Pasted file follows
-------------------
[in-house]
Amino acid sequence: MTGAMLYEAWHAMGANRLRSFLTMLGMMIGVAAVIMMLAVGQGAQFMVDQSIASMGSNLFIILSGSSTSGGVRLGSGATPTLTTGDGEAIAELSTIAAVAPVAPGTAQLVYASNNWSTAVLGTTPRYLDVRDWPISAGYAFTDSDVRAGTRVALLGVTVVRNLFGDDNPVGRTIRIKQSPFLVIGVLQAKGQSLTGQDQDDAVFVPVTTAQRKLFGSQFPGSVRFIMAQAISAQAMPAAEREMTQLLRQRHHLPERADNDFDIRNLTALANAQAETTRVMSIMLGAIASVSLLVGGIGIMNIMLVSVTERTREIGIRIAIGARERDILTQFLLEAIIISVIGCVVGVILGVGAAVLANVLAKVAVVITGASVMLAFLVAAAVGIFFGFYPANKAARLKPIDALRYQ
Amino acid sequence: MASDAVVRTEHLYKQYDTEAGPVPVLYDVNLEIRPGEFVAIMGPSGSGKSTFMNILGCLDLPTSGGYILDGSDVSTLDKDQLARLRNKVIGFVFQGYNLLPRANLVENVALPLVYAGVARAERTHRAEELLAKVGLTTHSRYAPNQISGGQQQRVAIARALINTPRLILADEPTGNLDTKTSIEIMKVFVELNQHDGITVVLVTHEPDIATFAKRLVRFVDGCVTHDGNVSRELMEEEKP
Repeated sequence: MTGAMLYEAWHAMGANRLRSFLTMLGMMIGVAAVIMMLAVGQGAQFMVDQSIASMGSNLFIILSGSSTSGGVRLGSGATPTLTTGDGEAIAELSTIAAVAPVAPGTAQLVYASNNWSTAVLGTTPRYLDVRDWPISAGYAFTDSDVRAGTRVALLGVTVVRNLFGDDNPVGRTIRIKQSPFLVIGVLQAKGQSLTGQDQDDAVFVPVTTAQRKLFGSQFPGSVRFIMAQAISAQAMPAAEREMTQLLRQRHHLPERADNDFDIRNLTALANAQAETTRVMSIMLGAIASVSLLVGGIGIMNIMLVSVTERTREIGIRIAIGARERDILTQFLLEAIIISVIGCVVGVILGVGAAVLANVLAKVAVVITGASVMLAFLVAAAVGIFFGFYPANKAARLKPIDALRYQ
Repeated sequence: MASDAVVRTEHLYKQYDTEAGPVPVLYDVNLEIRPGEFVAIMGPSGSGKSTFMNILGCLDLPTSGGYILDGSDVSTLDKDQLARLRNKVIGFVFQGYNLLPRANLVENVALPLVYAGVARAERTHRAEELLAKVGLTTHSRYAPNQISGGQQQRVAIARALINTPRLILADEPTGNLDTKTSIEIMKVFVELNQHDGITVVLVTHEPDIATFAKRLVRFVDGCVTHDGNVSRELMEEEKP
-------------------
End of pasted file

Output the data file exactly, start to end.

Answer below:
[in-house]
Amino acid sequence: MTGAMLYEAWHAMGANRLRSFLTMLGMMIGVAAVIMMLAVGQGAQFMVDQSIASMGSNLFIILSGSSTSGGVRLGSGATPTLTTGDGEAIAELSTIAAVAPVAPGTAQLVYASNNWSTAVLGTTPRYLDVRDWPISAGYAFTDSDVRAGTRVALLGVTVVRNLFGDDNPVGRTIRIKQSPFLVIGVLQAKGQSLTGQDQDDAVFVPVTTAQRKLFGSQFPGSVRFIMAQAISAQAMPAAEREMTQLLRQRHHLPERADNDFDIRNLTALANAQAETTRVMSIMLGAIASVSLLVGGIGIMNIMLVSVTERTREIGIRIAIGARERDILTQFLLEAIIISVIGCVVGVILGVGAAVLANVLAKVAVVITGASVMLAFLVAAAVGIFFGFYPANKAARLKPIDALRYQ
Amino acid sequence: MASDAVVRTEHLYKQYDTEAGPVPVLYDVNLEIRPGEFVAIMGPSGSGKSTFMNILGCLDLPTSGGYILDGSDVSTLDKDQLARLRNKVIGFVFQGYNLLPRANLVENVALPLVYAGVARAERTHRAEELLAKVGLTTHSRYAPNQISGGQQQRVAIARALINTPRLILADEPTGNLDTKTSIEIMKVFVELNQHDGITVVLVTHEPDIATFAKRLVRFVDGCVTHDGNVSRELMEEEKP
Repeated sequence: MTGAMLYEAWHAMGANRLRSFLTMLGMMIGVAAVIMMLAVGQGAQFMVDQSIASMGSNLFIILSGSSTSGGVRLGSGATPTLTTGDGEAIAELSTIAAVAPVAPGTAQLVYASNNWSTAVLGTTPRYLDVRDWPISAGYAFTDSDVRAGTRVALLGVTVVRNLFGDDNPVGRTIRIKQSPFLVIGVLQAKGQSLTGQDQDDAVFVPVTTAQRKLFGSQFPGSVRFIMAQAISAQAMPAAEREMTQLLRQRHHLPERADNDFDIRNLTALANAQAETTRVMSIMLGAIASVSLLVGGIGIMNIMLVSVTERTREIGIRIAIGARERDILTQFLLEAIIISVIGCVVGVILGVGAAVLANVLAKVAVVITGASVMLAFLVAAAVGIFFGFYPANKAARLKPIDALRYQ
Repeated sequence: MASDAVVRTEHLYKQYDTEAGPVPVLYDVNLEIRPGEFVAIMGPSGSGKSTFMNILGCLDLPTSGGYILDGSDVSTLDKDQLARLRNKVIGFVFQGYNLLPRANLVENVALPLVYAGVARAERTHRAEELLAKVGLTTHSRYAPNQISGGQQQRVAIARALINTPRLILADEPTGNLDTKTSIEIMKVFVELNQHDGITVVLVTHEPDIATFAKRLVRFVDGCVTHDGNVSRELMEEEKP